Is desk sharing dead? Is working from home all it's...
The pandemic has forced countless organisations to...
A McKinsey study highlights that leaders are increasingly worried about the impact of the past 20-plus months on company culture, connectivity, and cohesion and a Deloitte survey found that 94% of executives and 88% of employees believe a distinct workplace culture is important to business success. The “return to work” challenge has been the focus of many conversations and questions this year and they were all very similar with people at the center. Businesses are trying to balance the need of their staff while maximizing business performance and preparing for tough economic times while many are still “figuring out” their hybrid approach which touches so many interconnected aspects and requires alignment across the entire business. But that is a topic for another day.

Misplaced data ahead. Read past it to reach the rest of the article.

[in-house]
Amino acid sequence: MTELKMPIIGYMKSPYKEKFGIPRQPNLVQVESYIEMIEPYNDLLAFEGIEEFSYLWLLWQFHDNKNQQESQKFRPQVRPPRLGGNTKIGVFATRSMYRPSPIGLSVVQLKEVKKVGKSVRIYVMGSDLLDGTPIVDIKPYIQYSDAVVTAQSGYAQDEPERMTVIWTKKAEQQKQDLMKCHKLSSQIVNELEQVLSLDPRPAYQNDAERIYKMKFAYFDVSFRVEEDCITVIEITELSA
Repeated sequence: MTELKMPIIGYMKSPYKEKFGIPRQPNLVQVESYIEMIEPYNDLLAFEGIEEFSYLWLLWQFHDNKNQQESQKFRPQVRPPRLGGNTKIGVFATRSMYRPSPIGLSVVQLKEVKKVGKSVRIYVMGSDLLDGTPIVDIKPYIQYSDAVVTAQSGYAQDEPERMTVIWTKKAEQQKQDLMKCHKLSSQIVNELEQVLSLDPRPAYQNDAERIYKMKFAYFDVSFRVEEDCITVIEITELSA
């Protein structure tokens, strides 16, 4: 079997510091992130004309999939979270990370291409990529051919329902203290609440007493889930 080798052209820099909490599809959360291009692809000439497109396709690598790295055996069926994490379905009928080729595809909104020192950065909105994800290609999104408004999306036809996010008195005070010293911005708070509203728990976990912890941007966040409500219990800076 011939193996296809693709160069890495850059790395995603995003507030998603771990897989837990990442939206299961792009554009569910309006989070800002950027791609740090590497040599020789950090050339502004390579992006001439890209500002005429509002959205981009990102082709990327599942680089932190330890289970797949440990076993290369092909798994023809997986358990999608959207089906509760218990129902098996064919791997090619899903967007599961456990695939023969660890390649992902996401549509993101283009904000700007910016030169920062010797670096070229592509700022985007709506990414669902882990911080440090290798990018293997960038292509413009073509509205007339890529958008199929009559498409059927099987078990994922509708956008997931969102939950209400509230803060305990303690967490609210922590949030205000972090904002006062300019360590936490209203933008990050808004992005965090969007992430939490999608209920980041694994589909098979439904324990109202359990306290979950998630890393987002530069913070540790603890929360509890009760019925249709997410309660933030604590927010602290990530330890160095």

Interestingly though, another McKinsey article highlights the 6 priorities for CEOs in turbulent times. One of the priorities is to "rebuild the employee experience" - when having a closer look, this in particular relates to the workplace, a place where people belong, connect, exchange ideas, learn together, have fun, and mostly, truly want to be.
We are seeing that many employees still prefer to work from home the majority of the time. And business leaders struggle with the fact that there is a lack of cross-pollination and innovation and the ability to pivot quickly and execute ideas while many organisational cultures have been negatively impacted over the last 2+ years. Many businesses are still trying to figure out how to effectively collaborate asynchronously, meaning people collaborating while not being physically together.
Given that majority of business are providing flexibility, most people base their decision whether to work from home or not, on individual needs. And those needs vary, considering demographics, caring responsibilities, home set-up, and personalities just to name a few.